Politicians and political editorials typically offer an opinion based on a one-sided view of certain "facts." A good example is the recent labor statistics showing some 160,000 more jobs were created last month but the unemployment rate rose to 8.3 percent. Both presidential candidates and sundry political writers chose to emphasize one or the other of those facts depending on whether they wanted the conclusion to be good or bad for the economy.
With national figures there is little risk of being misled because we know where they stand and we expect them to distort the facts. We choose to listen to or read them because they are saying what we want to hear. The facts are rather meaningless.
Writers of letters to the editor, myself included, suffer the same fault as they endeavor to promote their point of view. Further, these letters, important to local readers because they convey a message about what other members of the community are thinking, often just amount to a bombastic rant and could easily be reduced to a simple, concise, conclusion.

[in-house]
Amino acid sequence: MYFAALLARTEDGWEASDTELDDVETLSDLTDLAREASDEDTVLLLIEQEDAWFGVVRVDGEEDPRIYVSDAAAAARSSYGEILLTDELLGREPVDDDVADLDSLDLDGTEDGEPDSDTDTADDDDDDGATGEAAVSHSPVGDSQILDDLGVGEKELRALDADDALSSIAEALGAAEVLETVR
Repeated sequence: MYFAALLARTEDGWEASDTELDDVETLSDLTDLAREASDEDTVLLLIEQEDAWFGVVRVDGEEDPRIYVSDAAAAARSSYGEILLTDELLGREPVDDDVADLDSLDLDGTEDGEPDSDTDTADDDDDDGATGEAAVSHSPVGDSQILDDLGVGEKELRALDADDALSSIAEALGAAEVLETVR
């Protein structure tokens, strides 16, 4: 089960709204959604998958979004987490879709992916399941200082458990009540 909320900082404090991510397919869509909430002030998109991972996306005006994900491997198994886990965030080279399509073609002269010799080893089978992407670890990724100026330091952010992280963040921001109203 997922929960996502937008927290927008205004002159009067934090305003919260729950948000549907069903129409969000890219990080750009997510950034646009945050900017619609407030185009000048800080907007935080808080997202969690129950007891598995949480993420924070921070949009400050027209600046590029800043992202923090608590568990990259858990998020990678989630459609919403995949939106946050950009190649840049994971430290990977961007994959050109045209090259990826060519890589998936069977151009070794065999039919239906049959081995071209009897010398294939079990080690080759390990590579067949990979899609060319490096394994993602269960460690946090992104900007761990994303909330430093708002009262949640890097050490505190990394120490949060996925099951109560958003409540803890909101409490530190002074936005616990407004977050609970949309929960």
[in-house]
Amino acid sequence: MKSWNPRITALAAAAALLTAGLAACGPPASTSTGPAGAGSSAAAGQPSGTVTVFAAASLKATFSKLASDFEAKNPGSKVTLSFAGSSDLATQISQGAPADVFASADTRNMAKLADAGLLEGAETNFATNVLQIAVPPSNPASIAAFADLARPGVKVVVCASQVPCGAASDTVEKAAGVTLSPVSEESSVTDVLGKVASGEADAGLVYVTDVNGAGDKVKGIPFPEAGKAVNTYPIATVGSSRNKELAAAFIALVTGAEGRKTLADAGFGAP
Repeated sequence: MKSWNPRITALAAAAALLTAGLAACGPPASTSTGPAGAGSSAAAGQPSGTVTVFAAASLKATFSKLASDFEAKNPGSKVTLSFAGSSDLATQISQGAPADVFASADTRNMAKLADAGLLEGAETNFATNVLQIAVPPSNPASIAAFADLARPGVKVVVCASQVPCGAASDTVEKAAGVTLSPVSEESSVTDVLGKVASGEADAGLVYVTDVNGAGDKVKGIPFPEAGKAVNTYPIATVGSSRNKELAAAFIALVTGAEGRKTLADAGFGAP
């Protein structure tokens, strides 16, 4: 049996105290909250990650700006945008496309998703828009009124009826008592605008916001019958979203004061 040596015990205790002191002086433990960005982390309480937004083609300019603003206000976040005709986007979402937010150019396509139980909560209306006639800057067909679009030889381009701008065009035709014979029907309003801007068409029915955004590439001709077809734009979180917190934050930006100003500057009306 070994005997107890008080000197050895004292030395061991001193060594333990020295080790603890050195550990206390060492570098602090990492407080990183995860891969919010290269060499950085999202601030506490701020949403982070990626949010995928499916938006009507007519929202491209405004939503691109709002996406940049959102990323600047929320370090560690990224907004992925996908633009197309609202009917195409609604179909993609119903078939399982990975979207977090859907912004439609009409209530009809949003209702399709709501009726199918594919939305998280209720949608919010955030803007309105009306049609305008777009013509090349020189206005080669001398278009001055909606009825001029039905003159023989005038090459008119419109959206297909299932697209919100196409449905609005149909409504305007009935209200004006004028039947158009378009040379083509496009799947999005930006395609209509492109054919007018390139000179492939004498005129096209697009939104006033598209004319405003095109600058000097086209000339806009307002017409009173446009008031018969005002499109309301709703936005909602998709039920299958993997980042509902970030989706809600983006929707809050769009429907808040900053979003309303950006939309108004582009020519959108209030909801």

Unlike writers at the national level, we frequently don't know where the local writers are coming from. Therefore, I think it would be really helpful if local writers identified their status right from the start and then proceeded directly to a thrifty conclusion.
For example, a writer might identify himself as a "rich white guy who believes the role of government is to protect what I have and help me get more." He could immediately end his letter with "Vote Romney," saving himself and his readers the effort of laboring over distorted facts.
Another might state he was a "religious fundamentalist who believes mine is the only true God and everybody else is going to hell" and conclude with "ban abortion contraception, sex, gays, hippies and anybody who doesn't think or look like me." Again, substantial savings in cloying verbiage.
Someone, like myself, might say he was "a reasonable person searching for reasonable solutions to serious problems" and finish with "save the environment, help the poor and stop killing each other."